Reading up on Engagement

Today’s 6-to-11 year olds have grown up with the expectation that they can interact with their favorite brand whenever they want, and on whatever device they happen to have in their hands. This ease of movement between formats and technologies reflects a fundamental difference between the way we (digital immigrants) and kids (digital natives) experience media.

For example, a fifth grader who loves Harry Potter knows him in many guises — books, movies/DVDs, videogames, Web games and fan fiction. She accepts the fact that he looks different in various genres (e.g. 2-D Flash animation on the Web, fully animated 3-D on a console game, flat art on a baseball cap or on the cover of a book). This prototypical fifth grader intuitively senses the essence of the brand, recognizing substance independent of style, and she uses her media of choice whenever she feels like visiting Hogwarts.

Tweens’ assumption of user choice and control is essential to keep in mind when trying to engage them through media. Key considerations:

Let Me Play!

When I evaluate a proposed user experience for tweens, I hear the words “let me play!” Being heard — feeling grown-up, wanting one’s voice to be respected — is a core driver at this developmental stage. So whenever possible, don’t push content at them; pull content from them. This active relationship — a sense that the user is part of the authoring process — is critical in creating deeply engaging media experiences for tweens

MediaPost Publications – At The Forefront Of The Era Of User Choice And Control – 01/20/2009

This is a fab-u-lo-so article (at least from my point of view) for a variety of reasons.  I wish I had the time to ramble today – I’m just glad I snagged a moment to blog it.  I challenge you to see the pro’s & con’s of the input you find in this article.  Oh, challenging the mind 😉 So fun.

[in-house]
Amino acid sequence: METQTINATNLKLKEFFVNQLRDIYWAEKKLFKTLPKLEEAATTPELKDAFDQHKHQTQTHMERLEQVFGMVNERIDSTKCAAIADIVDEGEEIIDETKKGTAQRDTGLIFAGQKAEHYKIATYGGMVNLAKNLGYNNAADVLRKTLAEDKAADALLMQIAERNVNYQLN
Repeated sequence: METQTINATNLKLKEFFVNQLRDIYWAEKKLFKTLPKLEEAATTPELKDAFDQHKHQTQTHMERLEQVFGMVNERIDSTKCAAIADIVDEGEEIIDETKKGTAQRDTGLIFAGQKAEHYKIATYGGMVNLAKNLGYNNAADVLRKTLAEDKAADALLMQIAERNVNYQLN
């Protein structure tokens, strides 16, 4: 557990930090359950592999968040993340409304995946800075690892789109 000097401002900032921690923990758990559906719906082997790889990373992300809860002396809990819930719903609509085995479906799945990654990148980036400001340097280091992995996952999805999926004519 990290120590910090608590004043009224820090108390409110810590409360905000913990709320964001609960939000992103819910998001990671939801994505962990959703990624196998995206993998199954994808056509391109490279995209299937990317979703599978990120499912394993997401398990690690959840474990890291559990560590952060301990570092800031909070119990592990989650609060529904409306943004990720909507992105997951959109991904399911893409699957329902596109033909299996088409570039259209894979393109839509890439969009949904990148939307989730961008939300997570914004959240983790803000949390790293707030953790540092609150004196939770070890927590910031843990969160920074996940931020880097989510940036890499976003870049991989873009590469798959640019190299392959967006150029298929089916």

Blogged with the Flock Browser
  1. January 26, 2009 at 9:58 pm

    I sorta disagree that this is unique to today’s 6 to 11 year olds. I remember when my daughter was 12 months or so and she would point at a dog in the park and say “doggie”, then point to Goofy on tv and say “doggie”, then point to a picture book and say “doggie” and then hug her stuffed lab and say “doggie”. My husband was like, “How does she know all these vastly different looking objects are all dogs?”

    I think it is human nature, and innate in making sense of the world around us to be able to relate to objects, concepts, loves, in various forms, depending on our situation or mood. 100 years ago, a child would always have the option of playing paper dolls, porcelain dolls, or looking at pictures of dolls. I think today’s incarnations of brand options, merely highlight an intuitive way children have sorting and making sense of their world.

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